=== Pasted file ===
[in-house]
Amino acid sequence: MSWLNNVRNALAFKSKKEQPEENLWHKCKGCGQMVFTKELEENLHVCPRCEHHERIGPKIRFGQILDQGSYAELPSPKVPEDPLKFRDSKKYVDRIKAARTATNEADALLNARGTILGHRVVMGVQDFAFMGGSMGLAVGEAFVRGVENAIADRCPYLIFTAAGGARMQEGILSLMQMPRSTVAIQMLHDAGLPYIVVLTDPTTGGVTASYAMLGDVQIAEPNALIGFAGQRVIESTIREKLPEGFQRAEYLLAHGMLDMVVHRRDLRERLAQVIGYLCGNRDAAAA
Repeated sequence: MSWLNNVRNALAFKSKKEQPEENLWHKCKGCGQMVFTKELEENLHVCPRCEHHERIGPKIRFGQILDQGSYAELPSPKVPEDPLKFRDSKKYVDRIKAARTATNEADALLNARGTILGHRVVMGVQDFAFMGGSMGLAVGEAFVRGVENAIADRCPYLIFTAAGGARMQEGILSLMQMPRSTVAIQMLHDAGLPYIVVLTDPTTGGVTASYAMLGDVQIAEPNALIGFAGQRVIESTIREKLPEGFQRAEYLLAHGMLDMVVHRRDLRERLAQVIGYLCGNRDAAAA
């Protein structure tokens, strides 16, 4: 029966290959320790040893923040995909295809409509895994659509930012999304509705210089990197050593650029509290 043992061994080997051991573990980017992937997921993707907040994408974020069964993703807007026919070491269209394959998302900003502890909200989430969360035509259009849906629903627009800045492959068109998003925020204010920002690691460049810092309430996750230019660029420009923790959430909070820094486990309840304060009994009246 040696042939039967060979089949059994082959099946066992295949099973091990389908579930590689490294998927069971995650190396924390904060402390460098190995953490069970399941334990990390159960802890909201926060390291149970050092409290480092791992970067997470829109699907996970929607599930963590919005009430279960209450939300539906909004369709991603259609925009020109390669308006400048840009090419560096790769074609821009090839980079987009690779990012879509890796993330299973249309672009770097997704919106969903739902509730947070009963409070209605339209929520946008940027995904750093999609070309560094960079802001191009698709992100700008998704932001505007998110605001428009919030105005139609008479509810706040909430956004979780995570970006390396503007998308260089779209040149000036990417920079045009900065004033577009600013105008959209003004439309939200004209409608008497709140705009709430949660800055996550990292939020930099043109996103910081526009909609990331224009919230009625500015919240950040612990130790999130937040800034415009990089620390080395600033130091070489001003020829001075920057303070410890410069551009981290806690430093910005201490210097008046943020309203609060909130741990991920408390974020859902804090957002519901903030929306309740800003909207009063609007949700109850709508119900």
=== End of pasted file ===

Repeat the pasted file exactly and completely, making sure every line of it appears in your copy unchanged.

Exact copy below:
[in-house]
Amino acid sequence: MSWLNNVRNALAFKSKKEQPEENLWHKCKGCGQMVFTKELEENLHVCPRCEHHERIGPKIRFGQILDQGSYAELPSPKVPEDPLKFRDSKKYVDRIKAARTATNEADALLNARGTILGHRVVMGVQDFAFMGGSMGLAVGEAFVRGVENAIADRCPYLIFTAAGGARMQEGILSLMQMPRSTVAIQMLHDAGLPYIVVLTDPTTGGVTASYAMLGDVQIAEPNALIGFAGQRVIESTIREKLPEGFQRAEYLLAHGMLDMVVHRRDLRERLAQVIGYLCGNRDAAAA
Repeated sequence: MSWLNNVRNALAFKSKKEQPEENLWHKCKGCGQMVFTKELEENLHVCPRCEHHERIGPKIRFGQILDQGSYAELPSPKVPEDPLKFRDSKKYVDRIKAARTATNEADALLNARGTILGHRVVMGVQDFAFMGGSMGLAVGEAFVRGVENAIADRCPYLIFTAAGGARMQEGILSLMQMPRSTVAIQMLHDAGLPYIVVLTDPTTGGVTASYAMLGDVQIAEPNALIGFAGQRVIESTIREKLPEGFQRAEYLLAHGMLDMVVHRRDLRERLAQVIGYLCGNRDAAAA
């Protein structure tokens, strides 16, 4: 029966290959320790040893923040995909295809409509895994659509930012999304509705210089990197050593650029509290 043992061994080997051991573990980017992937997921993707907040994408974020069964993703807007026919070491269209394959998302900003502890909200989430969360035509259009849906629903627009800045492959068109998003925020204010920002690691460049810092309430996750230019660029420009923790959430909070820094486990309840304060009994009246 040696042939039967060979089949059994082959099946066992295949099973091990389908579930590689490294998927069971995650190396924390904060402390460098190995953490069970399941334990990390159960802890909201926060390291149970050092409290480092791992970067997470829109699907996970929607599930963590919005009430279960209450939300539906909004369709991603259609925009020109390669308006400048840009090419560096790769074609821009090839980079987009690779990012879509890796993330299973249309672009770097997704919106969903739902509730947070009963409070209605339209929520946008940027995904750093999609070309560094960079802001191009698709992100700008998704932001505007998110605001428009919030105005139609008479509810706040909430956004979780995570970006390396503007998308260089779209040149000036990417920079045009900065004033577009600013105008959209003004439309939200004209409608008497709140705009709430949660800055996550990292939020930099043109996103910081526009909609990331224009919230009625500015919240950040612990130790999130937040800034415009990089620390080395600033130091070489001003020829001075920057303070410890410069551009981290806690430093910005201490210097008046943020309203609060909130741990991920408390974020859902804090957002519901903030929306309740800003909207009063609007949700109850709508119900």